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Planning for a holiday can be both exciting and incredibly stressful. Even if it’s much deserved, the current cost of living crisis can make bookings and reservations a chore. Recent data also shows that travel costs have risen over the past year. The price of a package holiday to Spain, Turkey, and Italy has jumped by 20% or more since last summer, while a week in Greece now costs 30% more. Meanwhile, airfares to top destinations such as Italy and Greece have jumped by 71%.
This doesn’t mean you have to forego travelling, however. If you’re the type of money-savvy traveller to have a prepaid travel card at hand to avoid going over budget on holiday, there is a solution to this dilemma — all inclusive holidays. Whereas prepaid travel cards eliminate the need to worry about carrying cash around once you’re at your destination, all inclusive holidays promise a similar worry-free mindset because you are simply pre-paying for an all inclusive holiday package with everything included.
What are all inclusive holidays?
All inclusive holidays help organise your holiday costs into one easy package. This includes flights, hotel, luggage, transfers, meals, drinks, snacks, and more. These days, all inclusive holidays range from huge hotels and resorts that feature international buffet places and à la carte eateries to smaller properties where you’ll be able to interact with the staff and locals more. Popular holiday destinations such as Spain, Greece, and Turkey are home to many all inclusive hotels and resorts sure to offer a range of all inclusive deals.
Below, we’ll look at some best practices for planning your next all inclusive holiday to make sure you make the most of your travel budget:
This is sound advice for all sorts of travelling — all inclusive or not — but because all inclusive packages are available for booking all year round, booking off-peak can save you even more money. Travelling off-season can help you dodge sky-high airfares during peak seasons, such as Christmas or summer holidays, and the destinations become a lot less crowded as well. Additionally, shifting your schedule just a couple of weeks can provide massive discounts, allowing you to budget your money for other aspects of your holiday.
Flying on off-peak days can help your wallet and bank balance even during peak seasons. For example, flying on Wednesdays and Thursdays is much cheaper than flying on the weekend. Aside from flights, you can also find lower-cost hotels, tours, and entry fees by avoiding peak periods such as weekends and school holidays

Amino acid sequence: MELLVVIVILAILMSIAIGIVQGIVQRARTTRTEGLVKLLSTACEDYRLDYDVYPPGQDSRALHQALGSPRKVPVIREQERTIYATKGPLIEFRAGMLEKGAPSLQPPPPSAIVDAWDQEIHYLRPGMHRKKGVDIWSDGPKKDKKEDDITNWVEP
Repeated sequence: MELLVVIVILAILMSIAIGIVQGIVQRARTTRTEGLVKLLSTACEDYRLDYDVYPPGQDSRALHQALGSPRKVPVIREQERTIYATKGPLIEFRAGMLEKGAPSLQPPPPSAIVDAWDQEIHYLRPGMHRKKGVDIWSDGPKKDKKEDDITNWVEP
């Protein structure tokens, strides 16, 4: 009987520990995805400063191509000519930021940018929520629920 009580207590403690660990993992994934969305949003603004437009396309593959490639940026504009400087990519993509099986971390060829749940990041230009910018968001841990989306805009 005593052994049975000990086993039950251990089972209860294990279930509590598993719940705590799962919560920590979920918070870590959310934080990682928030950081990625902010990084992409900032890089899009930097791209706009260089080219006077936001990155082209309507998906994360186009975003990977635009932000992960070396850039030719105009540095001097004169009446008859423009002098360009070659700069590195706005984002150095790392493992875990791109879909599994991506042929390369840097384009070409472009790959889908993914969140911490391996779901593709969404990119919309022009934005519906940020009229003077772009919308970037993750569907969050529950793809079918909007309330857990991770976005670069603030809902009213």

Going on an all inclusive holiday may be exciting, but it’s still important to do your due diligence and research before finalising any reservations. One of the best ways to get your money’s worth when travelling is by reading reviews from others who have stayed in the hotels or resorts you plan on staying in. Reviews can give you a good idea of a property’s value and help set or manage your expectations.
Of course, you can also watch reviews of travel destinations, flights, restaurants, and accommodations. Many travel content creators post videos or vlogs of their holidays, which can give you a better visual idea of what to expect when you get to your destination. Everyone’s holiday experiences will vary, but remember that not all all inclusive hotels may be your cup of tea, so it’s best to stay at the ones you feel will give you the best value for money.
Finally, stick to the holiday budget you originally planned. It may be tempting to want to splurge a little because you saved by booking all inclusive, but you may not be making the most of your inclusions that way. All inclusive holidays are typically meant to be relaxing holidays instead of wholly cultural experiences. Instead of eating away from your resort, do most of your dining on the property.
Keep in mind that by paying for your all inclusive stay, you’re also paying for an array of complimentary inclusions, from a la carte meals to breakfast or dinner buffets. While this means that no dish on an all inclusive menu will be marked as an extra cost, it also means that anything else you want to try that isn’t included — like an optional spa treatment, for instance — will be additional billing.
If you are looking to save money on your next holiday, going all inclusive is something to consider.
Disclaimer: MoneyMagpie is not a licensed financial advisor and therefore information found here including opinions, commentary, suggestions or strategies are for informational, entertainment or educational purposes only. This should not be considered as financial advice. Anyone thinking of investing should conduct their own due diligence.